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need +‎ -n't.


  • IPA(key): /niːdn̩t/
  • (file)
  • Hyphenation: need‧n't



  1. (negative auxiliary, chiefly British, formal, or literary) Need not[1].
    • 1871 April 1, M. A. Paull, “‘I Needn’t Sign.’ (A Story for Wives, Founded on Fact.)”, in The Western Temperance Herald: The Official Organ of the Western Temperance League, volume XXXV, number 4, London: Houlston & Sons, 65, Paternoster Row; Yeovil: Clinker & Tite, OCLC 39706394, page 54:
      I've worked many's the time to make up for the wages he's squandered, and I need a drop to keep up my strength. Take it good and leave it good, that's what I do; and if Jem did the same, he'd be welcome to it for all I should say to him, and he needn't sign no more than me. The [temperance] pledge is a very good thing for them as can't manage theirselves, and its kind in you, Mr. Watts, to come round and talk to the people, and get the drunkards to leave off the drink; but, bless you, I needn't sign.
    • 1926 July, D[avid] H[erbert Richards] Lawrence, “The Rocking-Horse Winner”, Harper's Bazaar, New York, N.Y.: Hearst Corporation, OCLC 1639362:
      ‘Oh no,’ said the boy casually. ‘I won’t think much about them, mother. You needn’t worry. I wouldn’t worry, mother, if I were you.’ / ‘If you were me and I were you’, said his mother, ‘I wonder what we should do!’ / ‘But you know you needn’t worry, mother, don’t you?’ the boy repeated.
    • 1975, V. S. Naipaul, Guerrillas, New York, N.Y.: Alfred A. Knopf, →ISBN:
      There were perhaps half a dozen occasions on which he might have withdrawn and returned to the life that had been marked out for him. He needn't have been tortured in South Africa; he needn't have written his book; he needn't have taken the job with Sablich's; having taken the job, he needn't have become associated with Thrushcross Grange and Jimmy Ahmed.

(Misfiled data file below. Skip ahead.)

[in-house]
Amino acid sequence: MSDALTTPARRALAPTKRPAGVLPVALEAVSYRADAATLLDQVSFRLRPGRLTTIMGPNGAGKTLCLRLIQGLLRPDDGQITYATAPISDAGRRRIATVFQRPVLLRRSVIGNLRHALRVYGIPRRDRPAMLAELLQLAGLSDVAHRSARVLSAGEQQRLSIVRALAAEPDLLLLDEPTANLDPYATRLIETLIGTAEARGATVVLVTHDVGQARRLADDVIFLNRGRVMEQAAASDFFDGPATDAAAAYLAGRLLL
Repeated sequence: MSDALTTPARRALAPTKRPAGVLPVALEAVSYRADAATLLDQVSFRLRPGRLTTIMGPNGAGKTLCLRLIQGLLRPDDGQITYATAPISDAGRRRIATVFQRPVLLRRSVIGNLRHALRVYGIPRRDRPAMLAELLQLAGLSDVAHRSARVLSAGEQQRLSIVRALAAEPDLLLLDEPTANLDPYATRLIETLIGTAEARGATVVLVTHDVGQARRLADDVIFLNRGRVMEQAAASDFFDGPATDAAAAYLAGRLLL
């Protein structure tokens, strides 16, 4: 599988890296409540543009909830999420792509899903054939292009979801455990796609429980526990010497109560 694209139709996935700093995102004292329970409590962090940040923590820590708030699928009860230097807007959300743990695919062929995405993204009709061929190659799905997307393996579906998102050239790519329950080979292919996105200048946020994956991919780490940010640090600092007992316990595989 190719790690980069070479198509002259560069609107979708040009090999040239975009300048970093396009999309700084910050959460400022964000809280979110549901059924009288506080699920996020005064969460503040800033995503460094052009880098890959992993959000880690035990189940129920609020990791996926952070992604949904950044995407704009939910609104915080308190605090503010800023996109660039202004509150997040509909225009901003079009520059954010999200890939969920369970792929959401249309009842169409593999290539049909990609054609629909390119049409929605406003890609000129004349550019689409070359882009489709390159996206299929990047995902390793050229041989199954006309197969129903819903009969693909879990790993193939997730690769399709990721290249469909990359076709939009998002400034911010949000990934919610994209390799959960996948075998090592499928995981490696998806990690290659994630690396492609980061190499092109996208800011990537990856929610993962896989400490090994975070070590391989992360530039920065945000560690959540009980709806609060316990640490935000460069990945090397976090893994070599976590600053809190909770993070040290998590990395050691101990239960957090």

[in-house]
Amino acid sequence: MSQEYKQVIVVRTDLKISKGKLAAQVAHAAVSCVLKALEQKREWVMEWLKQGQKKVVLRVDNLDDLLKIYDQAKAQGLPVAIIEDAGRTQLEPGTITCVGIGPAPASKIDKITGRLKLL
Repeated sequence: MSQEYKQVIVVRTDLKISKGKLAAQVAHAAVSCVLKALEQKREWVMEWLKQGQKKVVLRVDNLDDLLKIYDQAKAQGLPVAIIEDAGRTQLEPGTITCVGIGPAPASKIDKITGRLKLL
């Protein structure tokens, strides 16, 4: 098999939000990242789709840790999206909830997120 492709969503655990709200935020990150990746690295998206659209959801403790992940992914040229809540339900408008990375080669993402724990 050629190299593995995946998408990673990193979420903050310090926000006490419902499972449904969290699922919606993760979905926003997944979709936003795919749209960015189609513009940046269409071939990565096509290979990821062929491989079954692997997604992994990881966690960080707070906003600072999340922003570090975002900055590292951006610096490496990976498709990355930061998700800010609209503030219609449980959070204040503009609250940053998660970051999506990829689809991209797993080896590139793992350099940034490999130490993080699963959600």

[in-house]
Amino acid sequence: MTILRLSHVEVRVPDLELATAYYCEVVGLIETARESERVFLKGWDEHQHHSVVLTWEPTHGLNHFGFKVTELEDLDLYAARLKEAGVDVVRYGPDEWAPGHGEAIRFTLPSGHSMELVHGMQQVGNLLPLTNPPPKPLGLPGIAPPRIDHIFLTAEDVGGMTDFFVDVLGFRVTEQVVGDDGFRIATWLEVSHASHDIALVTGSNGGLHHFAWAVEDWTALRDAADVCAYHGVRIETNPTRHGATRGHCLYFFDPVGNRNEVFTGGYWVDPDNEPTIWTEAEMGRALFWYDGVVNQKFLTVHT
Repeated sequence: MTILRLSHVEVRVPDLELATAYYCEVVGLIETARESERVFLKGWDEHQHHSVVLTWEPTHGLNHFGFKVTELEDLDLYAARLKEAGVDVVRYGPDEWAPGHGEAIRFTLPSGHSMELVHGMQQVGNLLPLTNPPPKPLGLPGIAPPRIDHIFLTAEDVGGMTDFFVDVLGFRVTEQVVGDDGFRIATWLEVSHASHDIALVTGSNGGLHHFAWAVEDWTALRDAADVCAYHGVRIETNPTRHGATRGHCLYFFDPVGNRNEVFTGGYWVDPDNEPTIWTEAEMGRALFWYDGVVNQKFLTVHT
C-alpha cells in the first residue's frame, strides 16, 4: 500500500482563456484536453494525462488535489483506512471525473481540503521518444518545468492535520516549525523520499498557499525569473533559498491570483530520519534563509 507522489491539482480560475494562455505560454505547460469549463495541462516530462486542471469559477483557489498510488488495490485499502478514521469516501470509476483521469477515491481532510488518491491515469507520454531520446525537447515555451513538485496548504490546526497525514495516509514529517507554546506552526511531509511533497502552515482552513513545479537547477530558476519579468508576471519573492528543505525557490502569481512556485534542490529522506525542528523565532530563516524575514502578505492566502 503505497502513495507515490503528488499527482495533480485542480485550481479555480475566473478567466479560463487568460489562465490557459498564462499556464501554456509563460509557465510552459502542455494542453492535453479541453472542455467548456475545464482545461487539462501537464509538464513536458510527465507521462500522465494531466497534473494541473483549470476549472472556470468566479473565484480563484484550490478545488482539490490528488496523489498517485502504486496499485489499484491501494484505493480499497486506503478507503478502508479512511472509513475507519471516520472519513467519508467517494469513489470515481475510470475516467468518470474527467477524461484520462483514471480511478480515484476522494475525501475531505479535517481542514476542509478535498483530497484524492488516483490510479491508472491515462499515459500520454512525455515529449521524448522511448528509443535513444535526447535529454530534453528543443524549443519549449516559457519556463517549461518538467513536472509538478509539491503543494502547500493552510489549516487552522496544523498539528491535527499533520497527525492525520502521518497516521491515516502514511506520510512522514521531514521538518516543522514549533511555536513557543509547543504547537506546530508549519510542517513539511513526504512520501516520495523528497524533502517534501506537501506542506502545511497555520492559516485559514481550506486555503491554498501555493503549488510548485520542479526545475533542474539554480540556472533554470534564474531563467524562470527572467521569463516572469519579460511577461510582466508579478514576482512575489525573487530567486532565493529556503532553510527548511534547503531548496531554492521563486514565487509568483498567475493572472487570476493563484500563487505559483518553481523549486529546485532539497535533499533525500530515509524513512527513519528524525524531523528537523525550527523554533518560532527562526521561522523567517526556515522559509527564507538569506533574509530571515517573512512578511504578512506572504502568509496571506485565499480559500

• 1996, Karel Čapek; M. and R. Weatherall, transl., “The Yacht on the Lagoon”, in War with the Newts, Evanston, Ill.: Northwestern University Press, →ISBN, page 75:
      Of course, since he's Judy's lover he had to say she's got nicer legs! It's true he needn't have been so assertive about it. That wasn't very tactful towards poor Li; Li is right when she says that Fred is an egoistic lout. A terrible lout.
    • 2010 October, Haha Lung; Christopher B. Prowant, Mind Warrior: Strategies for Total Mind Domination, New York, N.Y.: Citadel Press, →ISBN, page 2:
      We needn't swing the bludgeon when bargaining is still on the table. We needn't beat our plowshares into swords so long as we can browbeat or otherwise befuddle our enemy into believing our way is the best way—the only way. Thus, we needn't bloodily and bodily slay a foe when we can startle, stifle, and, when need be, snuff out any flame of resistance to our will.
    • 2011, Mary Gordon, The Love of My Youth, New York, N.Y.: Pantheon Books, →ISBN, page 195:
      She needn't argue with Renee and Marian (she is speaking to them again) about the Black Panthers. She needn't worry that Lydia seems to be taking too many and more frightening drugs. She needn't keep it from Adam that she is smoking pot with her friends; []

Usage notes[edit]

  • Needn’t is not synonymous with mustn’t, except in questions. “Needn’t you do it?” and “Mustn’t you do it?” both mean “Don’t you have to do it?”, but “You mustn’t do it.” means you must avoid doing it and “You needn’t do it.” means you do not have to do it but presumably still may, though it can imply that doing so is pointless.
  • The auxiliary need, like the auxiliary dare, can only be used intransitively. “I don’t need to have it.” can be swapped with “I needn’t have it.” but “I don’t need it.” cannot be swapped with “I needn’t it.”, since that would require taking a direct object.

See also[edit]


  1. ^ Arnold M. Zwicky and Geoffrey K. Pullum, Cliticization vs. Inflection: English n’t, Language 59 (3), 1983, pp. 502-513